As most of us know from bitter fireground experience, sometimes power tools don’t work. They flood, they stall, they run out of fuel, or they start on the ground but won’t start again after you’ve hauled them up the ladder to the rooftop. Because removing burglar bars is such a crucial operation, always have basic hand tools as a backup. Simple and effective hand tools always start and never run out of fuel until their user does. That’s why crews assigned to removing burglar bars should bring two types of tools for every task.

Sledgehammer (maul). The most basic, brute-force tool for removing burglar bars is the 10-pound sledgehammer (maul). It can be used in a couple of different ways. You can strike it at or near where the bars are connected to the building. Repeated sledgehammer blows applied at these points will often break or loosen the connections that attach the bars. If the bars are set in masonry, strike with the sledgehammer directly at the brick or mortar to break away the material into which the bars are set. Another sledgehammer tactic is to strike in the center of the bar. This can bend the middle section inward, thus pulling out and loosening the bar ends at their attachment points. Use caution when using this method to avoid breaking window glass or bending the bars in such a way that they obstruct entry.

Flathead ax and halligan (irons). In the hands of firefighters who know how to use them, the irons are the “master keys” for all-purpose forcible entry on the fireground. Use the adz end of the halligan driven by the flathead ax as a muscle-powered version of the air chisel to shear off burglar bar hinges or connections. Use the point end of the halligan to attack burglar bar gate hinges. Position the point on the top of the hinge, and use the ax (or maul) to pound the claw point down and split open the hinge assembly. Once again, if the lower and center connections can be broken at two or three points, very often you can bend back the bars from the loosened points and use leverage to either break the remaining connections or move the bars completely out of the way.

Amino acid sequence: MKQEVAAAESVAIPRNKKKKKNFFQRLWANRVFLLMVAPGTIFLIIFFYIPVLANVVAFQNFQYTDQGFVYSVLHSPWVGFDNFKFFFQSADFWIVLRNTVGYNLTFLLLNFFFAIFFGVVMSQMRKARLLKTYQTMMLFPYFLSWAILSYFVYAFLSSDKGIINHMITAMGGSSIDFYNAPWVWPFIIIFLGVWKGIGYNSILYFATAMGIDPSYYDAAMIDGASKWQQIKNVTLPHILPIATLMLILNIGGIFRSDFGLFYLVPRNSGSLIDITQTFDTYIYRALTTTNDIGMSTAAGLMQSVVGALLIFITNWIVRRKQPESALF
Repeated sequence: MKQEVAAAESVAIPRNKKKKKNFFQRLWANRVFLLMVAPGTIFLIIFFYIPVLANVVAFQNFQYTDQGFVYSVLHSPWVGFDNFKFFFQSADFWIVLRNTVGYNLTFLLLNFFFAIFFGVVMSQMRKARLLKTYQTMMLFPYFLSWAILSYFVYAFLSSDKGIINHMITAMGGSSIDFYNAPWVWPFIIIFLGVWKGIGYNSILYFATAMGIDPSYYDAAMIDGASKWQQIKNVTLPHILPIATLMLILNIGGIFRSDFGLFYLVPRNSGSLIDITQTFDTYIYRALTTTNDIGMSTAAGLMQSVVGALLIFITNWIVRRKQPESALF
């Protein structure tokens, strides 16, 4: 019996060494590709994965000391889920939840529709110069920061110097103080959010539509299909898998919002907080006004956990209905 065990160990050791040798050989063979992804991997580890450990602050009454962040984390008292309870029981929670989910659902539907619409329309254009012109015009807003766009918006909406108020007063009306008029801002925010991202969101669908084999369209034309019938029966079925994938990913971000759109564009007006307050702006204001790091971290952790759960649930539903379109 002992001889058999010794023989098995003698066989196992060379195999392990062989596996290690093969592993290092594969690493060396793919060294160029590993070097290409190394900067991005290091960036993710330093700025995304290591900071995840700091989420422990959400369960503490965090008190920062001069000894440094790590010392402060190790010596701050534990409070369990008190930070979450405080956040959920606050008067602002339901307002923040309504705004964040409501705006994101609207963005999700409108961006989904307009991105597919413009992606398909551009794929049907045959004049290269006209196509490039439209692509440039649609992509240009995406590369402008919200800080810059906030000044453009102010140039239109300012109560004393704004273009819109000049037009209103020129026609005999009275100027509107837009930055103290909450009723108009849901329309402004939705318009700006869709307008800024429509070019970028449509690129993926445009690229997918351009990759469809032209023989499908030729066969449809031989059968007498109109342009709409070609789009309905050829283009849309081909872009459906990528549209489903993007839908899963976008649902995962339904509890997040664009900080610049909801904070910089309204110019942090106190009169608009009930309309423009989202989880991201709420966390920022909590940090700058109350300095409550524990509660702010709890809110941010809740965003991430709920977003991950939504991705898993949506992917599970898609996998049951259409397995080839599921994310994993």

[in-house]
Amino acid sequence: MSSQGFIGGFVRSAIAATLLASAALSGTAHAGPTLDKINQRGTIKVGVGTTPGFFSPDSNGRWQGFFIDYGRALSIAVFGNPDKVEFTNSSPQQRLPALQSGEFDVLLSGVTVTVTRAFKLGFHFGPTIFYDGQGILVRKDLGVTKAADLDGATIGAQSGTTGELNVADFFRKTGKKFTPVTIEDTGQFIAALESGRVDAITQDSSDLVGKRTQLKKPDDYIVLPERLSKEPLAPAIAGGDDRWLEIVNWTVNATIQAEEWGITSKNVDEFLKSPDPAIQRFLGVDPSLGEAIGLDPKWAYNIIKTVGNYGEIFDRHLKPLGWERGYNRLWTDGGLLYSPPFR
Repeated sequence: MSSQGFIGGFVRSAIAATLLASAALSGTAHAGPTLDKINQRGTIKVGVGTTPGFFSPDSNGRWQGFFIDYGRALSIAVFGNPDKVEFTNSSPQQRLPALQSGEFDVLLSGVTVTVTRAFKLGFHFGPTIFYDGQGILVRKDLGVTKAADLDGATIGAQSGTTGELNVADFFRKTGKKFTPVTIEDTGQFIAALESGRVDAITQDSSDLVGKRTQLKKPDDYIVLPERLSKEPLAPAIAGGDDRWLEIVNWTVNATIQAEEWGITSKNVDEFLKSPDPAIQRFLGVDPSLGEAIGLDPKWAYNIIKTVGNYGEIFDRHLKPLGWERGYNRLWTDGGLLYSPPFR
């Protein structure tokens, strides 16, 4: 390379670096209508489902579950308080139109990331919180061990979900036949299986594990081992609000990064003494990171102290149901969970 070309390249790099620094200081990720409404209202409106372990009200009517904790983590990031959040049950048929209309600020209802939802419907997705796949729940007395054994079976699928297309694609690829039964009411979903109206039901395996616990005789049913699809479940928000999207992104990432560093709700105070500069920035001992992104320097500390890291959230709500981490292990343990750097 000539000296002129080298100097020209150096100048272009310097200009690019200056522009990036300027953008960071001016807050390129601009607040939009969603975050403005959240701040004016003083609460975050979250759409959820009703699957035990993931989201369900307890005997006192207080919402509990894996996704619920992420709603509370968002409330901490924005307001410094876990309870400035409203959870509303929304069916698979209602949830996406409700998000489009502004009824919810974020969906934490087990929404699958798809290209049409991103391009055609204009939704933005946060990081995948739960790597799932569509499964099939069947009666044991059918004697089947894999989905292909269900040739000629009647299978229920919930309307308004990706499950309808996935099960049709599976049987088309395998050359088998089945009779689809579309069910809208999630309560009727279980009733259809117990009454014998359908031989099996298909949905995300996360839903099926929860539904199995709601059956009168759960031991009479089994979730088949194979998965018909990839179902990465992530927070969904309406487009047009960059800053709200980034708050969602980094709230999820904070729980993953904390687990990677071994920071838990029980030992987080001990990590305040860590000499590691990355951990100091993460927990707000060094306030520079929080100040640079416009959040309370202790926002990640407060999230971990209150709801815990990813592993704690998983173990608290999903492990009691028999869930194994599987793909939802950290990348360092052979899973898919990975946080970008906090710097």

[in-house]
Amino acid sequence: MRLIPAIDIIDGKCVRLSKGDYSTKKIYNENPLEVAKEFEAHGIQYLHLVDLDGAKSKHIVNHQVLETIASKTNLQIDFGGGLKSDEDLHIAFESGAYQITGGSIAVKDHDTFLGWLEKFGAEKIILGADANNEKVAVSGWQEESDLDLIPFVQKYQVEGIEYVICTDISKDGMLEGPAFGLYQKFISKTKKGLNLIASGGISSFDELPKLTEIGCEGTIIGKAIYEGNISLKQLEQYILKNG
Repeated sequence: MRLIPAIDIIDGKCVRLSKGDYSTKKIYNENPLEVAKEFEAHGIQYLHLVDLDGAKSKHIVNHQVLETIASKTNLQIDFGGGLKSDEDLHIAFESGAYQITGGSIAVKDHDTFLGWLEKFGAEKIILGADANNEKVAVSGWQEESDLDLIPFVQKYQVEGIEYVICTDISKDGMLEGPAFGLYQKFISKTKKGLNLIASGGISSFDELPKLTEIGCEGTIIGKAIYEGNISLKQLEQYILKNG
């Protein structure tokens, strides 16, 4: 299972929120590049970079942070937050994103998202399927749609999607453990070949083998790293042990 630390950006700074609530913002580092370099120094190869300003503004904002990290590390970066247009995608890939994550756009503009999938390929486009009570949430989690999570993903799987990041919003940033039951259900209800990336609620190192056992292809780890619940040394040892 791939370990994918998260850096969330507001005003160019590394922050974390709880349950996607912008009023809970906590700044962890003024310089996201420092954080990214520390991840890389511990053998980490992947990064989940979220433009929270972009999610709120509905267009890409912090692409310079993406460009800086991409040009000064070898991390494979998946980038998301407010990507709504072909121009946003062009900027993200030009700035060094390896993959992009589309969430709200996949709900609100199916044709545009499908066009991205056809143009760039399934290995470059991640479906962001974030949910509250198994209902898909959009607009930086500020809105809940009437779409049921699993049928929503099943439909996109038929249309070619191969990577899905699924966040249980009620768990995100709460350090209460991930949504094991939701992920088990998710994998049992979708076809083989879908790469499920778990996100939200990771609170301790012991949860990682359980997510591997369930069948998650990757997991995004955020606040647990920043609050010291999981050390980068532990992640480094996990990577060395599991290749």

(10, 11) Hydraulic forcible entry tool spreading bars away from wall. (11) Using high-lift jack to remove window bars.

You can use the irons on a burglar bar door gate as you would use them on a steel door: Drive the adz end in just above the locking mechanism, and push the opposite end down to twist the adz and disengage the deadbolt, or push toward the door to pop the lock assembly. You can also drive the adz, fork, or point end of the halligan in behind attachment points and then pull back the other end to loosen fasteners. You can also use the maul to drive the flathead ax in the same way you would drive the halligan. In doing this, drive the blade of the ax in with the maul to loosen and break the connections as you drive the adz end of the halligan by the flathead ax.


In addition to the above, the following tools can be used to remove burglar bars. If these tools are not carried on your first-alarm units, they must be supplied by other apparatus, such as heavy rescue squads, that may not respond on the original alarm. This is another good reason to summon extra help to the fireground early for a building with burglar bars.

Hydraulic forcible entry tool (Rabbit tool). Its most common use is to force inward-opening metal doors, but it can also be used to remove burglar bars. This little dynamo has a five-inch jaw spread and an 8,000- to 10,000-pound working pressure that can separate bars from just about any mounting surface. Insert the jaws between the surface of the building and the bars at their attachment point, and pump the hand lever to spread the jaws apart and break the connection.